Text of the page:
The data shown in Fig. 5 are averages of runs across five mice. Averaging data only across each individual mouse instead of across the entire group shows good repeatability. Maps of the peak frame show an ability to resolve the expected increase in HbO2 and HbT, along with the decrease in HbT, at the individual mouse level (Fig. 8). Evoked responses also follow the expected temporal behavior at the individual mouse level (Fig. 9).

Graphic Jump Location
Fig. 8
F8 :

Maps of evoked responses in individual mice. Runs with visually identified evoked responses are block averaged (a–e) and then (f) averaged across all mice. For the five mice in this study, 15, 25, 30, 35, and 15 min of data were included for each mouse, respectively, out of 35 min total. The group average is calculated after a two-dimensional translation of each mouse’s data to spatially align the maximum value of each activation across mice. Reconstructions of HbO2, HbR, and HbT show the expected peak responses with good repeatability across mice, including the depths of the activations in coronal slices. DOT reconstruction artifacts, seen here mostly as vertical stripes, show where reconstruction algorithms could be further optimized to increase data quality.

Graphic Jump Location
Fig. 9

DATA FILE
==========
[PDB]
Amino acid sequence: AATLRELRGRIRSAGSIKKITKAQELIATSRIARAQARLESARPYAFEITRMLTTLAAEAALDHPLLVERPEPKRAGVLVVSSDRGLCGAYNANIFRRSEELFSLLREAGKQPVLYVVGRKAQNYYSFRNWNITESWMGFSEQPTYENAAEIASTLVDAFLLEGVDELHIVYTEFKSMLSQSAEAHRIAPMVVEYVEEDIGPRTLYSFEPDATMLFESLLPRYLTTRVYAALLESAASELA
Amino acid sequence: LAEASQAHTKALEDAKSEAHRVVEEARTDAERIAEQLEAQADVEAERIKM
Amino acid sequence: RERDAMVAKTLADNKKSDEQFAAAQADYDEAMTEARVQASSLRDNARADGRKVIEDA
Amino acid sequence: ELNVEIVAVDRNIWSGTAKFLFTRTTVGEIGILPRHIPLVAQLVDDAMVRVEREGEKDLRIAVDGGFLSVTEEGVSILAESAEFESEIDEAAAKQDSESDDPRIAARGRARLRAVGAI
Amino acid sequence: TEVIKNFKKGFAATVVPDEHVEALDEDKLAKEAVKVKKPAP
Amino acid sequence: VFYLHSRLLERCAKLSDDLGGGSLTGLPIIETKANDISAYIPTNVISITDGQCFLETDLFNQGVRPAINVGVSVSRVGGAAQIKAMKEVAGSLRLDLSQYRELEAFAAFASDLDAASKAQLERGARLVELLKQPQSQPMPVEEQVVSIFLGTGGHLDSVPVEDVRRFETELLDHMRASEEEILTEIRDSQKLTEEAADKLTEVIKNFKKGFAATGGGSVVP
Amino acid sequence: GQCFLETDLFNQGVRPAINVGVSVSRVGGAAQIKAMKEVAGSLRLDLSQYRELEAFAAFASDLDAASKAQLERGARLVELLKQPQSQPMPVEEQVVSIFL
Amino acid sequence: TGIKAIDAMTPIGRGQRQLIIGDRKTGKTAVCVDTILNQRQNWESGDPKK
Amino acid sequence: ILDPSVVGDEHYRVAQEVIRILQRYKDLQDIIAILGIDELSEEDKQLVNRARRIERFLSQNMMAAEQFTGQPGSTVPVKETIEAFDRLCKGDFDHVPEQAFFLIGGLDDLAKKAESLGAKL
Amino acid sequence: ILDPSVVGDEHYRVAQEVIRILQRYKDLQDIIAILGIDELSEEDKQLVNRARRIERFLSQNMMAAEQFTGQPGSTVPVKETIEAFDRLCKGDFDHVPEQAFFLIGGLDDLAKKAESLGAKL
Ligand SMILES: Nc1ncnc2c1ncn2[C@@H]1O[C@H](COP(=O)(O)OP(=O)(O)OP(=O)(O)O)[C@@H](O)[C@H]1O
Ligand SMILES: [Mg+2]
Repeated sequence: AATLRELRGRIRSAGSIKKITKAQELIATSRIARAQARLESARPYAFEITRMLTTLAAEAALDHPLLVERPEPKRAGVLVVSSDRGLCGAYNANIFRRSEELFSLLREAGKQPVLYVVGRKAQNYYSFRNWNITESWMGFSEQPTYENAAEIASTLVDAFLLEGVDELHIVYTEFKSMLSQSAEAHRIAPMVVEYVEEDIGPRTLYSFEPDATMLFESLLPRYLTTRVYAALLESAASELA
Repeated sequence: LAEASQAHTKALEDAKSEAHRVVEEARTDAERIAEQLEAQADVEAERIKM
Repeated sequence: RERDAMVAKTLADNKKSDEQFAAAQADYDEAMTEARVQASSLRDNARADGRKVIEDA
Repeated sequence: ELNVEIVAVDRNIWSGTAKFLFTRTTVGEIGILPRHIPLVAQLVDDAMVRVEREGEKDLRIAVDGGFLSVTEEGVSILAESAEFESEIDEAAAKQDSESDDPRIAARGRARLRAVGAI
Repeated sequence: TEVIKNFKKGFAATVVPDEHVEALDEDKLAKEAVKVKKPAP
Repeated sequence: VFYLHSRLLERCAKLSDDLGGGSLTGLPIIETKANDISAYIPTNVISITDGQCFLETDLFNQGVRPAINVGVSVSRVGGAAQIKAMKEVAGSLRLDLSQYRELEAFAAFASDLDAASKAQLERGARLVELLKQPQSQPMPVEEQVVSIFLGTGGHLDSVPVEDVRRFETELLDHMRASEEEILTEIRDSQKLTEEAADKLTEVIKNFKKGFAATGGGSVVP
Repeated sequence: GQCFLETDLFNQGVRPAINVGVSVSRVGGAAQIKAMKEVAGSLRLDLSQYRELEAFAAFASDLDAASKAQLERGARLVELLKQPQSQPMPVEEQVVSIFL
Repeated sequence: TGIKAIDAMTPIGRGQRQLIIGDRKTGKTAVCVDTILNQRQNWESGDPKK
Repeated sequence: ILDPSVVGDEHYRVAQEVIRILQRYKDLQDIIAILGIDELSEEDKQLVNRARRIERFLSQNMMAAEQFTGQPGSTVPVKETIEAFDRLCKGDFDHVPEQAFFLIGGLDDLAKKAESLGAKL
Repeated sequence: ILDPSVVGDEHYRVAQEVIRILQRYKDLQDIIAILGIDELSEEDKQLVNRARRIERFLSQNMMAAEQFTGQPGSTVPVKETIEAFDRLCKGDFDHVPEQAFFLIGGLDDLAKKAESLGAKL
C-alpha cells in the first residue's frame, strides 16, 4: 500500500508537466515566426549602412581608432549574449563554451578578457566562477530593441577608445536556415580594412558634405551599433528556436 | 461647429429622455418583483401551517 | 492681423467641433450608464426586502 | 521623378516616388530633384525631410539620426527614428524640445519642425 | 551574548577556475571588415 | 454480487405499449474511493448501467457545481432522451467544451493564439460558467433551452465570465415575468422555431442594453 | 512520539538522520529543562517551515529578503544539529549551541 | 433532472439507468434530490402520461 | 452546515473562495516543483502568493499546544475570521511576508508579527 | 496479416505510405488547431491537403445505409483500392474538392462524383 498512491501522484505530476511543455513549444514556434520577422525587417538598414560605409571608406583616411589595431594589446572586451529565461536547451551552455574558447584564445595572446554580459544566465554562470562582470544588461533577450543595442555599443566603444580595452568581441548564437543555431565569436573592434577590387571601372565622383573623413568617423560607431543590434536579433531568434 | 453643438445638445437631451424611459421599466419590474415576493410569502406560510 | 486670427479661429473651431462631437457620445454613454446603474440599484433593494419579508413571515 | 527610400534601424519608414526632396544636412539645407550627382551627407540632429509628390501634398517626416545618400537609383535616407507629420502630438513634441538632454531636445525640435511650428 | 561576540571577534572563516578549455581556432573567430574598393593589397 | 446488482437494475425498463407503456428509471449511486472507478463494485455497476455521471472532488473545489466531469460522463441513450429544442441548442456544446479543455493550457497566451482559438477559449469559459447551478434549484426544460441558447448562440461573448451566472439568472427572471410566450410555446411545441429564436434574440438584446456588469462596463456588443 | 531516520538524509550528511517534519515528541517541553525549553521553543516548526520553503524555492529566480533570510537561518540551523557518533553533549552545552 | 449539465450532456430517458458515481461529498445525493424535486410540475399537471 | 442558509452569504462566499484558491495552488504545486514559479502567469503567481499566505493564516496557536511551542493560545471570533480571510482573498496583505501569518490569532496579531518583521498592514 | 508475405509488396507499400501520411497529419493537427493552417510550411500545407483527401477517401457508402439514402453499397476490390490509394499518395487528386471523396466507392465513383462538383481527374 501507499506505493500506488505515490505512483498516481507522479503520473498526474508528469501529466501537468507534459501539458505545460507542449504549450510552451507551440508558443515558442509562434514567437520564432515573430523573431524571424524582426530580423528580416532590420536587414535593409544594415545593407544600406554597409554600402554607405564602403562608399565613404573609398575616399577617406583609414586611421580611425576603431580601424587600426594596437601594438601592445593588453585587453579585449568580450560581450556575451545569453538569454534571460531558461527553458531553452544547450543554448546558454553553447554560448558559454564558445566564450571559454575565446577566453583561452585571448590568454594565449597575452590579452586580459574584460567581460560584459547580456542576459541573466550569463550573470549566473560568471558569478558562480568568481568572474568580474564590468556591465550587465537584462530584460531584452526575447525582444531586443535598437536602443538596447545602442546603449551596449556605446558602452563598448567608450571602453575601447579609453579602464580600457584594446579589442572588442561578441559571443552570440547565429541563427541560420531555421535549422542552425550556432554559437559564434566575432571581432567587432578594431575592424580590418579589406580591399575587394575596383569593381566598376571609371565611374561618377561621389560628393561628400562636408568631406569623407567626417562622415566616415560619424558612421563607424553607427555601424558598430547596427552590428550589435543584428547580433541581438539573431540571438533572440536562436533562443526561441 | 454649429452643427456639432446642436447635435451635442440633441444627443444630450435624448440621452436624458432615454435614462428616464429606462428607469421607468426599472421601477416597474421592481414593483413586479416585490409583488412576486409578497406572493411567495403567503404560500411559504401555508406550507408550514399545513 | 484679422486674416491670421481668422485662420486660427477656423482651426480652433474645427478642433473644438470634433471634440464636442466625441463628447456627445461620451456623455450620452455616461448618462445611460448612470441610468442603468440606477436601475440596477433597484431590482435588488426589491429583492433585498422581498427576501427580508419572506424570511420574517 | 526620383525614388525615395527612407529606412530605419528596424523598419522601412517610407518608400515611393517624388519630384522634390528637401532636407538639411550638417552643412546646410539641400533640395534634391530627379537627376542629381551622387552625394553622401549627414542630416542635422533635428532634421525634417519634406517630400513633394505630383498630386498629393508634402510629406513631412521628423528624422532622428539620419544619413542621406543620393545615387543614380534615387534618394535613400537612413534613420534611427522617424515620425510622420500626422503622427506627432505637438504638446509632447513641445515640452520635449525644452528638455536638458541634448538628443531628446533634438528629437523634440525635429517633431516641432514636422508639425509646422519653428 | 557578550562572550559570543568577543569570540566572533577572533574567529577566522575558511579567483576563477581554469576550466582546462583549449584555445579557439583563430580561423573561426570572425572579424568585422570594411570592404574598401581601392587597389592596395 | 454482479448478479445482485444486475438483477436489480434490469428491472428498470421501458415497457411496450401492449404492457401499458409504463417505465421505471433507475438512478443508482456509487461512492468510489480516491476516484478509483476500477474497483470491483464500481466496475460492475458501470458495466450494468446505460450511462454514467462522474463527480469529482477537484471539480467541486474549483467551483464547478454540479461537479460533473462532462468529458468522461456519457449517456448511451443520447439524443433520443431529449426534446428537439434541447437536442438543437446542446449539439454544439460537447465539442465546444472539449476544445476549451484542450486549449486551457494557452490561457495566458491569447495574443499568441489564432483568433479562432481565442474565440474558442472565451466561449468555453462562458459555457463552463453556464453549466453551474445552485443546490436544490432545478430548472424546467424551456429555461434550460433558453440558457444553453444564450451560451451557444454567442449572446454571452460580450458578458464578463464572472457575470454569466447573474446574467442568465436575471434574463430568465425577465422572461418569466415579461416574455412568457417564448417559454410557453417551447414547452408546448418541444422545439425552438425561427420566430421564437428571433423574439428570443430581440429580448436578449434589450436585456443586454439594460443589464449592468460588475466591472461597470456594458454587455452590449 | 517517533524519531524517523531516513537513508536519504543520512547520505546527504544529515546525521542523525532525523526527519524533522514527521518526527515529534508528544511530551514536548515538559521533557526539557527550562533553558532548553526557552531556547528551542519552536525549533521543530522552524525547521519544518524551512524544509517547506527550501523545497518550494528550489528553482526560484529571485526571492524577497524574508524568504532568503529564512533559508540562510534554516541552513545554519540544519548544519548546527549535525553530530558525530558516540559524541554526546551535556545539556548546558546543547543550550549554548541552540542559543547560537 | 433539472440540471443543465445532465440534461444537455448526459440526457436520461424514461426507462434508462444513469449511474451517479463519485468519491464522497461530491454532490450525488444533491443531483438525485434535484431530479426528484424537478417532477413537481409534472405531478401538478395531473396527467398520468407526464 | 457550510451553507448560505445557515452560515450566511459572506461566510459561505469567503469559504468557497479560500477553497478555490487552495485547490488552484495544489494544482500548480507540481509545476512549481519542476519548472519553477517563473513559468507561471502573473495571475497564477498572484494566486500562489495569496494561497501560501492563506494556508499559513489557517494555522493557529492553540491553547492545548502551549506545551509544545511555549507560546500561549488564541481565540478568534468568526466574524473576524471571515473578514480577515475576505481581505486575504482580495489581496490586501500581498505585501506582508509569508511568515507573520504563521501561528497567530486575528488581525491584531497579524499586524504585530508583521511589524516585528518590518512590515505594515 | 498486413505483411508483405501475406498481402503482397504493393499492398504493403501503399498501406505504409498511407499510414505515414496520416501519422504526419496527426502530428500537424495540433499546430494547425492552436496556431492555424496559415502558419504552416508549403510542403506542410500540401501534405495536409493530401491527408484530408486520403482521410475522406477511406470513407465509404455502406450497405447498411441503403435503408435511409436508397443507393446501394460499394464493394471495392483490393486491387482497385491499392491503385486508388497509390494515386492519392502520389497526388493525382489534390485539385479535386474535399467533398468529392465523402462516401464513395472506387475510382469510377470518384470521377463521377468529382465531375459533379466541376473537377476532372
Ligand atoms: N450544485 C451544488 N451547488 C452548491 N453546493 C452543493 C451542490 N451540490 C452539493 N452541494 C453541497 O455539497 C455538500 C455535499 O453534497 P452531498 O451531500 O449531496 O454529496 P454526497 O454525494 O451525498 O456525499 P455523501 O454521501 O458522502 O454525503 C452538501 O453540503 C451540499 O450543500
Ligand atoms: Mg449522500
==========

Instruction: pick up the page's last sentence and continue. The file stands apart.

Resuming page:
F9 :

Evoked response time courses. (a–e) Time traces of HbO2, HbR, and HbT for each mouse (mouse 1 to 5) are calculated by averaging the time traces of all pixels >50% of the maximum response in Fig. 8 and for the average across all mice (f). The relative increases in HbO2 and HbT and decrease in HbR follow expected time courses and show good repeatability across mice. Error bars show standard error across runs.

The authors declare no potential conflicts of interest with respect to the research, authorship, and/or publication of this article.

This study was supported by the National Institutes of Health [R01NS078223, P01NS080675, R01NS090874, R01NS084028 (JPC) and K25NS083754 (AQB)] and a fellowship from the Cognitive, Computational, and Systems Neuroscience Pathway at Washington University in St. Louis (ZEM). The authors would like to thank Mark A. Anastasio, Adam T. Eggebrecht, Patrick W. Wright, Jonathan R. Bumstead, Karla M. Bergonzi, Grant A. Baxter, and Andrew W. Kraft for helpful discussions, support, and feedback.